Having used Comodo Firewall for a few days I have been impressed, but I think I have now found a major disadvantage - although hopefully someone will reassure me otherwise.
I have 2 users on my computer, and today for the first time since using CPF I switched user. I was astounded when , once the second user’s window opened, I got a message to say that User A is using CPF and since 2 users cannot use CPF at the same time User A would either have to log off or close CPF so that user B could use it. Presumably if this does not happen user B is unprotected.
Surely a Firewall should protect the system not an individual user. I never had this happen with Sygate which I used before. Logging off is a much more long winded process than switching user, and it means that all open programs are closed and have to be restarted when switching back - not exactly user friendly!
Is there any way round this, or is it posible to have 2 installations of CPF on the same computer, one for each user?
Currently when using fast-user switching, although it appears CPF is not protecting another user the computer is still protected, but you will not see popups from CPF (see egemen’s post below). This will be implemented by Comodo in a future release.
You can log off each user off before logging onto another account if you wish to stop these messages.
When you say ‘future release’ do you mean this problem is actively being worked on, or is it some intention for the dim and distant future?
I think to be on the safe side I will uninstall CPF and return to Sygate for the time being. I cannot be sure that my daughter will remember to log me off if she switches to her set up, which means she will be working unprotected.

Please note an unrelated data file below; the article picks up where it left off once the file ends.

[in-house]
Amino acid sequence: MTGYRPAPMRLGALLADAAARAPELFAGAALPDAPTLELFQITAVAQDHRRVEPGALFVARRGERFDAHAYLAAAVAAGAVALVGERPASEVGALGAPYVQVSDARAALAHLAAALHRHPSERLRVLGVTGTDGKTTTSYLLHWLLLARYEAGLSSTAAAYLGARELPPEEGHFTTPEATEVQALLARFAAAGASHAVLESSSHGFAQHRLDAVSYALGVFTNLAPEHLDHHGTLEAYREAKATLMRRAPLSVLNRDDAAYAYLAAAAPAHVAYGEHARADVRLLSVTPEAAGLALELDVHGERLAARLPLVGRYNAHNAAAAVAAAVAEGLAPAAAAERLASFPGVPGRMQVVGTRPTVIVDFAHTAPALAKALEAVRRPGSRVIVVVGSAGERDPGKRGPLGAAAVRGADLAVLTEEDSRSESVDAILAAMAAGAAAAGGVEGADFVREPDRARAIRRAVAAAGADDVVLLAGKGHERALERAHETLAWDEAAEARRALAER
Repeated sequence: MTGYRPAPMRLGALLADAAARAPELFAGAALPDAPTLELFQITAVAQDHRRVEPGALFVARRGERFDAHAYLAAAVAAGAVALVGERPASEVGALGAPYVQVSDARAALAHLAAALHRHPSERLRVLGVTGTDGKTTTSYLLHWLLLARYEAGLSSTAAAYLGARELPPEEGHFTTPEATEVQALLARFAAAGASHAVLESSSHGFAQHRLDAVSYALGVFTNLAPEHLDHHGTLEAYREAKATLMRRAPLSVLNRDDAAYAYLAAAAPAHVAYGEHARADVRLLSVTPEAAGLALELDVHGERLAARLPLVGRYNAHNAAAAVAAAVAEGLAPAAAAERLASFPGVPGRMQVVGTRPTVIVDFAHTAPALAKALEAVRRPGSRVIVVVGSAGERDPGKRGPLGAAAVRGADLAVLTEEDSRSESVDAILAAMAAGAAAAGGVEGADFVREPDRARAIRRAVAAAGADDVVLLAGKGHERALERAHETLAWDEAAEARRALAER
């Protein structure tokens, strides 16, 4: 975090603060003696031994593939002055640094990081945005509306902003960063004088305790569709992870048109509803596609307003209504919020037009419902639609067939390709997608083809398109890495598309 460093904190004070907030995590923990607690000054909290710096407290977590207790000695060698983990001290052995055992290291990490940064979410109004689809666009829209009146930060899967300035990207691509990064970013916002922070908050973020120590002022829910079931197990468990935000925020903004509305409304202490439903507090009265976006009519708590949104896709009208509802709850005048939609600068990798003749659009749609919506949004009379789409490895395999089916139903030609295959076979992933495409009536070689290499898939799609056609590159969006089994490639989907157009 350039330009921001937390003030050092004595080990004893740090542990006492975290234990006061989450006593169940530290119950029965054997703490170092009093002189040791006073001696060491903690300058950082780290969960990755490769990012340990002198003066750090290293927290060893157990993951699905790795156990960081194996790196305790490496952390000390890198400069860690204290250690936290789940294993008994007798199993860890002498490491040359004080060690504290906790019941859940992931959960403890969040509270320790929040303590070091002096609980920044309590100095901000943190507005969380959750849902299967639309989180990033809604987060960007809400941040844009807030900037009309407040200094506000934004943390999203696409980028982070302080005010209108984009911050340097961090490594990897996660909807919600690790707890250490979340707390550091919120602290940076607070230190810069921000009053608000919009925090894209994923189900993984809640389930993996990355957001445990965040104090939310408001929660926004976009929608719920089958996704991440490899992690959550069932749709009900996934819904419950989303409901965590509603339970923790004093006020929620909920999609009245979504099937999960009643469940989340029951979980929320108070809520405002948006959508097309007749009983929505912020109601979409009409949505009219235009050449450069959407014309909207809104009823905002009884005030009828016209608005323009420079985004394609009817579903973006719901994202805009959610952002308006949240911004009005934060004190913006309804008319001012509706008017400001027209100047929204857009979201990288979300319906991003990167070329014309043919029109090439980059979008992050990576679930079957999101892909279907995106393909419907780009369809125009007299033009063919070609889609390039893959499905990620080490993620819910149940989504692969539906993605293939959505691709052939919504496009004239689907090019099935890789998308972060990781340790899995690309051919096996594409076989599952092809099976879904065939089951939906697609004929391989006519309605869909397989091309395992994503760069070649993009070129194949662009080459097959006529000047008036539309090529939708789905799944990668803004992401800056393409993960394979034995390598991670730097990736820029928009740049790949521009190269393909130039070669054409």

I will monitor this forum and consider coming back to CPF when this issue is resolved.
Meanwhile the strap line “My computer is fully secured by Comodo” may need to be modified - it could fall foul of the Trade Descriptions act - currently only the user is protected, not the computer!
It is not important if you don’t have multiple accounts on the computer. If more than one person use the computer then it can be a great help because you can leave the programs work in the background while the other person uses the pc.
Technically it’s a bit of a kludge that can break a lot more programs than CPF. One would expect major apps from big companies to be able to cope with it, but older programs and shareware may have trouble because they have probably never been tested with it.
It shouldn’t be an issue, should it? Doesn’t fast switching simply introduce a O/S level WAIT condition for the app? Wouldn’t that apply to all apps running under its control? I don’t know this for fact, I’m just asking?
Instead is a great issue. A lot of programs respond strange with fast switch on, on the other hand other programs don’t have any problem at all. It is a similar question with the hibernate feature. Some programs like it and some not.